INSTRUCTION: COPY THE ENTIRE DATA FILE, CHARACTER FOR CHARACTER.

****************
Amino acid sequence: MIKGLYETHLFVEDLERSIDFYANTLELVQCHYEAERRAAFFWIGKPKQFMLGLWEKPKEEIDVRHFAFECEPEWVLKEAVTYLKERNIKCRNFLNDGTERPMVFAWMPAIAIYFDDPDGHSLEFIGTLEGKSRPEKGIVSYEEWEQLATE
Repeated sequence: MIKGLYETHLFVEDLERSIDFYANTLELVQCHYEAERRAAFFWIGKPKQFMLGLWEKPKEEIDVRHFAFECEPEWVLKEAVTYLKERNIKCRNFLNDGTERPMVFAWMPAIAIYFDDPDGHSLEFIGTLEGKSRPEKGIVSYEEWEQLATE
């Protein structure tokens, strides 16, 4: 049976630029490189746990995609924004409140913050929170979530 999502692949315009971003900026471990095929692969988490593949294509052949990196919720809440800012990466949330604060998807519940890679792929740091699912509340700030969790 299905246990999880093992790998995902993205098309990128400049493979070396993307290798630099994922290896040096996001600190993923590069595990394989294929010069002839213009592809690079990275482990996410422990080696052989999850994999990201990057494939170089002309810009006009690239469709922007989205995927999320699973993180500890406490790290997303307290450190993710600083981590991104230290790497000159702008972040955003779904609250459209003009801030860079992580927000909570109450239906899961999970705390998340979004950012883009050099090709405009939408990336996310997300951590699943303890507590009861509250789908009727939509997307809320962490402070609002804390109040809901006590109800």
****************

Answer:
Amino acid sequence: MIKGLYETHLFVEDLERSIDFYANTLELVQCHYEAERRAAFFWIGKPKQFMLGLWEKPKEEIDVRHFAFECEPEWVLKEAVTYLKERNIKCRNFLNDGTERPMVFAWMPAIAIYFDDPDGHSLEFIGTLEGKSRPEKGIVSYEEWEQLATE
Repeated sequence: MIKGLYETHLFVEDLERSIDFYANTLELVQCHYEAERRAAFFWIGKPKQFMLGLWEKPKEEIDVRHFAFECEPEWVLKEAVTYLKERNIKCRNFLNDGTERPMVFAWMPAIAIYFDDPDGHSLEFIGTLEGKSRPEKGIVSYEEWEQLATE
């Protein structure tokens, strides 16, 4: 049976630029490189746990995609924004409140913050929170979530 999502692949315009971003900026471990095929692969988490593949294509052949990196919720809440800012990466949330604060998807519940890679792929740091699912509340700030969790 299905246990999880093992790998995902993205098309990128400049493979070396993307290798630099994922290896040096996001600190993923590069595990394989294929010069002839213009592809690079990275482990996410422990080696052989999850994999990201990057494939170089002309810009006009690239469709922007989205995927999320699973993180500890406490790290997303307290450190993710600083981590991104230290790497000159702008972040955003779904609250459209003009801030860079992580927000909570109450239906899961999970705390998340979004950012883009050099090709405009939408990336996310997300951590699943303890507590009861509250789908009727939509997307809320962490402070609002804390109040809901006590109800």